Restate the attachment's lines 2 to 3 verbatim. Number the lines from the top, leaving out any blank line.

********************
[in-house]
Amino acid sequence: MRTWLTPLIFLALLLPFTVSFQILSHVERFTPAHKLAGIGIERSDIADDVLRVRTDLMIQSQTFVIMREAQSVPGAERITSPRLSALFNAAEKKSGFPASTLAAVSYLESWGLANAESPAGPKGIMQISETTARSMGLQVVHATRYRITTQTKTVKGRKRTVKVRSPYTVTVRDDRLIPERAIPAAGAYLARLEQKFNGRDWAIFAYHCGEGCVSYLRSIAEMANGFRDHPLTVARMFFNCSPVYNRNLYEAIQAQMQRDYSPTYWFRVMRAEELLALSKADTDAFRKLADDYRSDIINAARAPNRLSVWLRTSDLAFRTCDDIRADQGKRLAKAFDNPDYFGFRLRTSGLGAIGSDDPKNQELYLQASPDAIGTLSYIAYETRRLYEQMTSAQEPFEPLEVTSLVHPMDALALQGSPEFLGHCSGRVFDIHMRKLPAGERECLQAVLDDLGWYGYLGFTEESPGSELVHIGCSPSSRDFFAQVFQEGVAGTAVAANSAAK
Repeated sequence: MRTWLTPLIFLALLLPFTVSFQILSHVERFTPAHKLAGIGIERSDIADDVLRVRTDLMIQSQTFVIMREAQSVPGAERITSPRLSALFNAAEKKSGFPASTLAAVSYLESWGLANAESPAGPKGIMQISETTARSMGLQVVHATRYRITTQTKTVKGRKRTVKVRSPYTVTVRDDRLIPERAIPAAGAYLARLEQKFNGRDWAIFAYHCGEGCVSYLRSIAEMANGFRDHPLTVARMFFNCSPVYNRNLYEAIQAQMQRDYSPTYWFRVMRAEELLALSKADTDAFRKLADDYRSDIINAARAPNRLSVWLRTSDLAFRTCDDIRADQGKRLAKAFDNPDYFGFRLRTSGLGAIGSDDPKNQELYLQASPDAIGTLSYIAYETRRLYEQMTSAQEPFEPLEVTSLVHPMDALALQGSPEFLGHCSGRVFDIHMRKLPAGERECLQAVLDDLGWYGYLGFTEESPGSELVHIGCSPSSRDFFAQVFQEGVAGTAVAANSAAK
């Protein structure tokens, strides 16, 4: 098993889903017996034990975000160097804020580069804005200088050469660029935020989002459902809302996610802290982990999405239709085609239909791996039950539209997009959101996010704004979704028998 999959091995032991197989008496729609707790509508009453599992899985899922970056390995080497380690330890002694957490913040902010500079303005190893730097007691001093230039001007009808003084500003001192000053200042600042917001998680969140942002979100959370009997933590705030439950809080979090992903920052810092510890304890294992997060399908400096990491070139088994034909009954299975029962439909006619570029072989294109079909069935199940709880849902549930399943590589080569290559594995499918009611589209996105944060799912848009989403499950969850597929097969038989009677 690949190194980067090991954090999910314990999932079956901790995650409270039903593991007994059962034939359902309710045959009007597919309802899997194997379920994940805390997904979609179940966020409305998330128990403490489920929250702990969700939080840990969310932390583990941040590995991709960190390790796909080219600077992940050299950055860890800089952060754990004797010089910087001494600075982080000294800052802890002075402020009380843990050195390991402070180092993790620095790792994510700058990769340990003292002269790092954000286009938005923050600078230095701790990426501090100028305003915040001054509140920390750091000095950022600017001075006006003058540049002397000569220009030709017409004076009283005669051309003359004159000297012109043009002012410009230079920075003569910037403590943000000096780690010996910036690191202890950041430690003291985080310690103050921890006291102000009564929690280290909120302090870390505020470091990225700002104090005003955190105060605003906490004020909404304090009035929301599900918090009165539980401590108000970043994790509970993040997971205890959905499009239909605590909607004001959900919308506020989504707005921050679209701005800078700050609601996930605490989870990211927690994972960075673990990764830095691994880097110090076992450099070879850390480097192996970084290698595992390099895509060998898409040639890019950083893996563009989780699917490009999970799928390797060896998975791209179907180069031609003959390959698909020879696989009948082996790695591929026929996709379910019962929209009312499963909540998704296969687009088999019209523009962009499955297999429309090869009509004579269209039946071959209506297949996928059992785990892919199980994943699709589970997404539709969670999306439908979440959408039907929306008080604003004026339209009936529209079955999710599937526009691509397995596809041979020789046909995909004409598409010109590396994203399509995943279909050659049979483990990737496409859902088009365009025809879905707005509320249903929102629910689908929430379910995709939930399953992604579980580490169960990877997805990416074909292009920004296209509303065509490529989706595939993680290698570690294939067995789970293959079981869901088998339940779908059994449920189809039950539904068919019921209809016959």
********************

Amino acid sequence: MRTWLTPLIFLALLLPFTVSFQILSHVERFTPAHKLAGIGIERSDIADDVLRVRTDLMIQSQTFVIMREAQSVPGAERITSPRLSALFNAAEKKSGFPASTLAAVSYLESWGLANAESPAGPKGIMQISETTARSMGLQVVHATRYRITTQTKTVKGRKRTVKVRSPYTVTVRDDRLIPERAIPAAGAYLARLEQKFNGRDWAIFAYHCGEGCVSYLRSIAEMANGFRDHPLTVARMFFNCSPVYNRNLYEAIQAQMQRDYSPTYWFRVMRAEELLALSKADTDAFRKLADDYRSDIINAARAPNRLSVWLRTSDLAFRTCDDIRADQGKRLAKAFDNPDYFGFRLRTSGLGAIGSDDPKNQELYLQASPDAIGTLSYIAYETRRLYEQMTSAQEPFEPLEVTSLVHPMDALALQGSPEFLGHCSGRVFDIHMRKLPAGERECLQAVLDDLGWYGYLGFTEESPGSELVHIGCSPSSRDFFAQVFQEGVAGTAVAANSAAK
Repeated sequence: MRTWLTPLIFLALLLPFTVSFQILSHVERFTPAHKLAGIGIERSDIADDVLRVRTDLMIQSQTFVIMREAQSVPGAERITSPRLSALFNAAEKKSGFPASTLAAVSYLESWGLANAESPAGPKGIMQISETTARSMGLQVVHATRYRITTQTKTVKGRKRTVKVRSPYTVTVRDDRLIPERAIPAAGAYLARLEQKFNGRDWAIFAYHCGEGCVSYLRSIAEMANGFRDHPLTVARMFFNCSPVYNRNLYEAIQAQMQRDYSPTYWFRVMRAEELLALSKADTDAFRKLADDYRSDIINAARAPNRLSVWLRTSDLAFRTCDDIRADQGKRLAKAFDNPDYFGFRLRTSGLGAIGSDDPKNQELYLQASPDAIGTLSYIAYETRRLYEQMTSAQEPFEPLEVTSLVHPMDALALQGSPEFLGHCSGRVFDIHMRKLPAGERECLQAVLDDLGWYGYLGFTEESPGSELVHIGCSPSSRDFFAQVFQEGVAGTAVAANSAAK